This book examines recent changes in media education and in young people’s lives, and provides an accessible set of principles on which the media curriculum should be based, with a clear rationale for pedagogic practice.
David Buckingham is one of the leading international experts in the field – he has more than twenty years’ experience in media education as a teacher and researcher.
This book takes account of recent changes both in the media and in young people’s lives, and provides an accessible and cogent set of principles on which the media curriculum should be based.
Introduces the aims and methods of media education or ‘media literacy’.
Includes descriptions of teaching strategies and summaries of relevant research on classroom practice.
Covers issues relating to contemporary social, political and technological developments.
This book was what prompted my “Game Camp” project – trying to combine games, language, literacy, connected learning, 21st C education skills.. The concepts are easy to approach but resonate deeply with teachers in many different fields, I think. There are many similarities between Buckingham’s media education and the multiliteracies pedagogy. The book’s chapters on classroom practice are phenomenal. Just amazing ideas about what can be done with and around media. Very CLIL-like, in some ways. — Jonathan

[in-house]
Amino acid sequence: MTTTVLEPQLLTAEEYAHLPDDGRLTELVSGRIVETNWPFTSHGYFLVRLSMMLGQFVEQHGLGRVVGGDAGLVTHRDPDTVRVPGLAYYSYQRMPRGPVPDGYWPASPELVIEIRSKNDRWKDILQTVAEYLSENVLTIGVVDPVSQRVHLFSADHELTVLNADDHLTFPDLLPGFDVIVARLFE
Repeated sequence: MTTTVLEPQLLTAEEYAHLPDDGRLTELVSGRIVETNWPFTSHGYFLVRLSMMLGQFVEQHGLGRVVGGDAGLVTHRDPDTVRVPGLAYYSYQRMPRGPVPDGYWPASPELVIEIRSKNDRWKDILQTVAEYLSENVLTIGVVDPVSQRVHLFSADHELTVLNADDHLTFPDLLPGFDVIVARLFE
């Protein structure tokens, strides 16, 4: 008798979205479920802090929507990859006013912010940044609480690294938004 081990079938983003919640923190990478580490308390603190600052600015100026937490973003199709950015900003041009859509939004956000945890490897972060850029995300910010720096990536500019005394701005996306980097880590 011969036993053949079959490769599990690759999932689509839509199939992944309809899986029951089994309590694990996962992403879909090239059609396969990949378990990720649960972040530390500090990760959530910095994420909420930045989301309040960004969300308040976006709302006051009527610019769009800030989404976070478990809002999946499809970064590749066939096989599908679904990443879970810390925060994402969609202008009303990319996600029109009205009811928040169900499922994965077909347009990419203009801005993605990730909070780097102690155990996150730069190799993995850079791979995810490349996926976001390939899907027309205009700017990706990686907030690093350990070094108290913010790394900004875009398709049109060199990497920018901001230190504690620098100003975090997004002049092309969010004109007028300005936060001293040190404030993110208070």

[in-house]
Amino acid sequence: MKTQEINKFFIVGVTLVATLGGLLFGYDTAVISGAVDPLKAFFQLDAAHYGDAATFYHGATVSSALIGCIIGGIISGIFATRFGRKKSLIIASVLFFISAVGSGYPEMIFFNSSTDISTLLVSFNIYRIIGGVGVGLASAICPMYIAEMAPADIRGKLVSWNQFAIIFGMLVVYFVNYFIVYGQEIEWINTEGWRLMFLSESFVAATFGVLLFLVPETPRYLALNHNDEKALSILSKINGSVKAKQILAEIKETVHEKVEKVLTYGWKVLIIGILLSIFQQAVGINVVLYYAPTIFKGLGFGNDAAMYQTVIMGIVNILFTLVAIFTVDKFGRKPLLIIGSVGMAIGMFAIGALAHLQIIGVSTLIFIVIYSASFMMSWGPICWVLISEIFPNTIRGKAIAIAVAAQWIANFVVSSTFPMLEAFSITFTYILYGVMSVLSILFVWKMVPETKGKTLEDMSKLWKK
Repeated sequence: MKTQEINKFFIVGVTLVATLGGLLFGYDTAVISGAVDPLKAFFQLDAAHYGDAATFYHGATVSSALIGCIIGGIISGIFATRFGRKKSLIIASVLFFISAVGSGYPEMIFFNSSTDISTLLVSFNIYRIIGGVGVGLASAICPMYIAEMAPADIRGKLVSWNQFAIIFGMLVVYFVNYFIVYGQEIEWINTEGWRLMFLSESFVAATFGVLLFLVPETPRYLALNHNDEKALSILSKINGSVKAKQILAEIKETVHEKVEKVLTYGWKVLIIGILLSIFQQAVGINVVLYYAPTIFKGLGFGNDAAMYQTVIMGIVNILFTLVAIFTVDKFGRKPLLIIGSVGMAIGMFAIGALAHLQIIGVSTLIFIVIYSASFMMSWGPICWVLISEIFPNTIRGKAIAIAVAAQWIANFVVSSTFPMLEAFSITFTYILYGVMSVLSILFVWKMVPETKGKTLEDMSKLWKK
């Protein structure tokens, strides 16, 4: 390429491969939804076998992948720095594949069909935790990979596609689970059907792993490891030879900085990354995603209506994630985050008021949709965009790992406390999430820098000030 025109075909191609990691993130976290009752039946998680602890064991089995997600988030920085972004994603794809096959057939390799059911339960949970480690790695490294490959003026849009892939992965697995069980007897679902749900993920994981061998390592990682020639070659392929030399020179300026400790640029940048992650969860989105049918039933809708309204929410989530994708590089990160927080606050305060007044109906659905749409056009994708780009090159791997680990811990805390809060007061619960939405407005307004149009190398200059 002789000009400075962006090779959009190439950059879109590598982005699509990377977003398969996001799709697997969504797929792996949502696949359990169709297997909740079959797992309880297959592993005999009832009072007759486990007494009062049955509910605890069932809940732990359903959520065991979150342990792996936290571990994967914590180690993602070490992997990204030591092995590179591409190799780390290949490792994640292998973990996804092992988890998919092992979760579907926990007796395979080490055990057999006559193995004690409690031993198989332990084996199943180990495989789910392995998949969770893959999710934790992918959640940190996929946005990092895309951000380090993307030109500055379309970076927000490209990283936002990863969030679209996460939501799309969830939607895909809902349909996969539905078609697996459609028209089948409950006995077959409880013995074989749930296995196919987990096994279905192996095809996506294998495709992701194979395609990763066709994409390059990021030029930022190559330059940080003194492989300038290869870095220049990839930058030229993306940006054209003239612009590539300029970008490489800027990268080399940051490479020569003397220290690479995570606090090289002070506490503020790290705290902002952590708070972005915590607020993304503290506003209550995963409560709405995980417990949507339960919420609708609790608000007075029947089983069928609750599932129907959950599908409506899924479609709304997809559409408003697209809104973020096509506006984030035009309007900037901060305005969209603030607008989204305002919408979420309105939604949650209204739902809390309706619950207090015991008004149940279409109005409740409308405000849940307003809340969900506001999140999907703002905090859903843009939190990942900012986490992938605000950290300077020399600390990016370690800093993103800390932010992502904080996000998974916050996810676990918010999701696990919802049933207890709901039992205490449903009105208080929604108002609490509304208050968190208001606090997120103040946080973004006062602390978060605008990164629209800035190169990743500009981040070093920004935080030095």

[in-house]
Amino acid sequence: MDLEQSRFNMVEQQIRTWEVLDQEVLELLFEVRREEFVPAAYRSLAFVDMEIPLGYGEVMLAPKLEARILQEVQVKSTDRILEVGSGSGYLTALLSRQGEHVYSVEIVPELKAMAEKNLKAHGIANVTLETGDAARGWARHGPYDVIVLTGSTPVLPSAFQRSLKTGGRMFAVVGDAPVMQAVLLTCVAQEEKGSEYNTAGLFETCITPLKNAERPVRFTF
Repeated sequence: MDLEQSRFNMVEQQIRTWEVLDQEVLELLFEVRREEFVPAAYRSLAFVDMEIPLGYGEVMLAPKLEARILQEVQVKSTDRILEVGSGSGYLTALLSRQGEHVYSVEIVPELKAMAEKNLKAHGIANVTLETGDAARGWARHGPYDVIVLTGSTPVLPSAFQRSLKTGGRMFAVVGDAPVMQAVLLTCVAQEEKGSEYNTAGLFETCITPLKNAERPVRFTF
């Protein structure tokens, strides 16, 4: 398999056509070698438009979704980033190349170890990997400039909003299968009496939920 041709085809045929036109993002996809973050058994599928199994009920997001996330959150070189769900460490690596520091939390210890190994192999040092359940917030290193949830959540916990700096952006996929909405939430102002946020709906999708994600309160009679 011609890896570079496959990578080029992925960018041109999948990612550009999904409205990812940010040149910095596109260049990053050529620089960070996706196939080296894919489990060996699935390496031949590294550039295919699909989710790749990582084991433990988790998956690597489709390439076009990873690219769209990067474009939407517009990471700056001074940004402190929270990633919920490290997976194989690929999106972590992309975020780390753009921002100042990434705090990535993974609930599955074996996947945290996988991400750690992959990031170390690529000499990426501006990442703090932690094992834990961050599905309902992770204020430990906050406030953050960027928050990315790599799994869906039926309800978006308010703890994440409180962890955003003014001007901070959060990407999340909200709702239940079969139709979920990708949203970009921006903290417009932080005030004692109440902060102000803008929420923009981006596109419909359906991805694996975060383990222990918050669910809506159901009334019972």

An impassioned look at games and game design that offers the most ambitious framework for understanding them to date.
As pop culture, games are as important as film or television―but game design has yet to develop a theoretical framework or critical vocabulary. In Rules of Play Katie Salen and Eric Zimmerman present a much-needed primer for this emerging field. They offer a unified model for looking at all kinds of games, from board games and sports to
computerand video games. As active participants in game culture, the authors have written Rules of Play as a catalyst for innovation, filled with new concepts, strategies, and methodologies for creating and understanding games. Building an aesthetics of interactive systems, Salen and Zimmerman define core concepts like “play,” “design,” and “interactivity.” They look at games through a series of eighteen “game design schemas,” or conceptual frameworks, including games as systems of emergenceand information, as contexts for social play, as a storytelling medium, and as sites of cultural resistance.